Wisconsin Ignition Interlock Device

Wisconsin Ignition Interlock Device Law

Under Wisconsin Statute § 343.301 the court will require that you install an ignition interlock device on your vehicle as one of many OWI penalties upon conviction if any of the following apply:

  1. You improperly refused to submitted to a chemical test of your breath, blood, or urine;
  2. Your BAC was over .15; or
  3. You have a previous OWI related conviction.

An ignition interlock device, or IID, is a device that requires a sample of the operators breath prior to operation of a vehicle. That sample must be below a .02 BAC. Not only does the IID require a sufficient sample to start the vehicle, it will require random samples as the vehicle is operated. This is to prevent a sober individual from providing a sample of their breath to start the vehicle.

If you fail or abort three attempts to provide a breath sample, the ignition interlock device will enter a “Temporary Lockout” and the vehicle will not start for 15 minutes. If you fail to provide a sample while the vehicle is in motion, your vehicles horn and alarm will sound and will not turn off until you shut off the vehicle. Additionally, if you fail to provide samples under .02 your vehicle (the IID) will have to go in for a violations service.

What are the consequences of an IID order?

Being subjected to an ignition interlock device order has a few consequences. If you are subjected to the IID order, you will only be able to operate a vehicle that has an ignition interlock device installed on it.  Furthermore,the ignition interlock device must be installed on every vehicle owned or registered in your name. In many cases it does not matter if your wife, husband or kid is the primary driver of the vehicle, if it is registered under your name, the IID order applies.

Talk to an attorney to see if an exemption from an IID is available

You or your attorney may ask the court to exempt or exclude certain vehicles from the order. This is really based on whether or not installation of additional ignition interlock devices would be an undue financial hardship. If for example, your spouse is the primary driver of one of your vehicles the court may allow the spouse to avoid IID installation in their vehicle.  You will face additional penalties if you are caught driving a vehicle that has been exempted or that does not have an IID installed.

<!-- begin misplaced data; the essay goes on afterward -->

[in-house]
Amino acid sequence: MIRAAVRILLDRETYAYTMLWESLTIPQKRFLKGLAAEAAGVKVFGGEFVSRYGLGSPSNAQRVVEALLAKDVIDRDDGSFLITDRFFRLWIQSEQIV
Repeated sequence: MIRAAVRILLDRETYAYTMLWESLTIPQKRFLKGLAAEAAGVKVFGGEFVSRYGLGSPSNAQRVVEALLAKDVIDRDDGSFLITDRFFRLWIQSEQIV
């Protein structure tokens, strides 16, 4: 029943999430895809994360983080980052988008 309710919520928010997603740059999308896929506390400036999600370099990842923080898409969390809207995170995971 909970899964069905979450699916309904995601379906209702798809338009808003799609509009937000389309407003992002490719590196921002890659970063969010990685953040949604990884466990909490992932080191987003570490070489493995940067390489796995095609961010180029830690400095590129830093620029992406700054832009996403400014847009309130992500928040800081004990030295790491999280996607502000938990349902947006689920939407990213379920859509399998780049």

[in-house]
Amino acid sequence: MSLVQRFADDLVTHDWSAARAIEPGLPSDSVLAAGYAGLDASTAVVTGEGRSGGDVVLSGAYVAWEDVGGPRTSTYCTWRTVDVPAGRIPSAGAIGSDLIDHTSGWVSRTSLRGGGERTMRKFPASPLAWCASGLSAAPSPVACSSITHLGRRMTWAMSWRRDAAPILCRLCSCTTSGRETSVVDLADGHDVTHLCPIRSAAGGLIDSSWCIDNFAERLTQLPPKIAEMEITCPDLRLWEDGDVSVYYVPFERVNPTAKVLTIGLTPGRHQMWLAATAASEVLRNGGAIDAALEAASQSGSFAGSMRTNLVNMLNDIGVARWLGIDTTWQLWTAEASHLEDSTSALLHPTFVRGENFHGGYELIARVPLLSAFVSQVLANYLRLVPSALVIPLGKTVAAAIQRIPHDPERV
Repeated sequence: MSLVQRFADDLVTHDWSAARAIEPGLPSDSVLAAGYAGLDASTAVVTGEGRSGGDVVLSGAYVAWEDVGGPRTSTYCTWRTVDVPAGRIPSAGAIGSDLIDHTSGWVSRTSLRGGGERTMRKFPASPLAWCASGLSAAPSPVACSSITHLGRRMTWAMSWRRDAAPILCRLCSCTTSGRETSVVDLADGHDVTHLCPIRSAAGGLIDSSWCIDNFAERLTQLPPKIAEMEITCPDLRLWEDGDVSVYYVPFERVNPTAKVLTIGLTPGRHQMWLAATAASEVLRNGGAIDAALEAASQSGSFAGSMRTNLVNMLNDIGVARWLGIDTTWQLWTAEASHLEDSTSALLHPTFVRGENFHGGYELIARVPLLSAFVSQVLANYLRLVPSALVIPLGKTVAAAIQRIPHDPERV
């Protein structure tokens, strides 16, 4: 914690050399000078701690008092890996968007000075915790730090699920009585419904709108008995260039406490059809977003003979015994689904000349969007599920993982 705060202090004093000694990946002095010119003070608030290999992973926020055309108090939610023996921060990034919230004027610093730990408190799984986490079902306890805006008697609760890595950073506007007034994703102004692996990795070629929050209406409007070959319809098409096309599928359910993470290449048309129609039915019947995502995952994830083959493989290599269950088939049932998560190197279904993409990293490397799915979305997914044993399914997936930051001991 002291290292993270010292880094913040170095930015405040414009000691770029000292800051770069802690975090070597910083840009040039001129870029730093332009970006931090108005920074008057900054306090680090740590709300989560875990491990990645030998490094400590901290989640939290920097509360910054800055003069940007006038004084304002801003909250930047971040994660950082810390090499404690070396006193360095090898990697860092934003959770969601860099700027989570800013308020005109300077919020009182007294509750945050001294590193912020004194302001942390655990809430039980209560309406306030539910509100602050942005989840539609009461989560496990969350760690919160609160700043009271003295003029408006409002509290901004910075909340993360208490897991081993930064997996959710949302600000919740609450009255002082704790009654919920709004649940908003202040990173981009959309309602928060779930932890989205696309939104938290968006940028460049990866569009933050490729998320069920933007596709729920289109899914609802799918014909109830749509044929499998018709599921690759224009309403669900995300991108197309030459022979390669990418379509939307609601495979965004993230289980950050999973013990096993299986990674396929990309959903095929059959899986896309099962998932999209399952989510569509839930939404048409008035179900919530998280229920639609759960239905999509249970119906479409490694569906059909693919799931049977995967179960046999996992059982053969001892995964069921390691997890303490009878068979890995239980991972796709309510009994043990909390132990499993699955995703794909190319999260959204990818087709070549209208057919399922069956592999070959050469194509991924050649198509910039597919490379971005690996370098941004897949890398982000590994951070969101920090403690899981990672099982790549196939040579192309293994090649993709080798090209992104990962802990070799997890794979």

How much does an Ignition Interlock Device cost?

Not only is it an inconvenience, an IID can cost you well over $1000 depending on the amount of time of your IID order. First, the court will impose a surcharge of around $50. But that is not what gets you. You must pay to have the ignition interlock device installed, maintained, and removed. Each service costs somewhere between $60-150. Additionally you will have to pay a rental or lease fee per month. This is generally around $60-100 per month. Again, you may ask the court to reduce the cost of an IID. However, this will only happen if you fall below a certain percentage of the federal poverty level ($17,000 for a single to about $36,000 for a family of 4).

A knowledgable OWI defense attorney can help mitigate the cost of an ignition interlock device. In some cases they can assist in getting that requirement removed.

Can I choose not to get an IID installed on my vehicle?

If you are ordered by the court to have an ignition interlock device installed on one or more of your vehicles you cannot just wait it out. An IID order does not toll based on the amount of time that has passed since your conviction, it starts at the time you are licensed. For example, if you are ordered to have an IID for a period of 12 months, that 12 months starts when you obtain your license, not when you are sentenced.

You will face additional penalties if you fail to comply with the IID order. This includes fines and additional IID time. Failure to install the IID in each vehicle you own can result in a fine from a minimum of $150 up to $600. There is potential jail time of up to six months in jail for failing to comply with the order. This is at court’s discretion. A second or subsequent violation within five years will result in fines up to $1,000.

For individuals who do not own a vehicle, the restrictions still apply. You will only be able to legally drive a vehicle that has an IID installed. Additional penalties will be brought if you are caught operating a vehicle without and ignition interlock device when the restriction applies.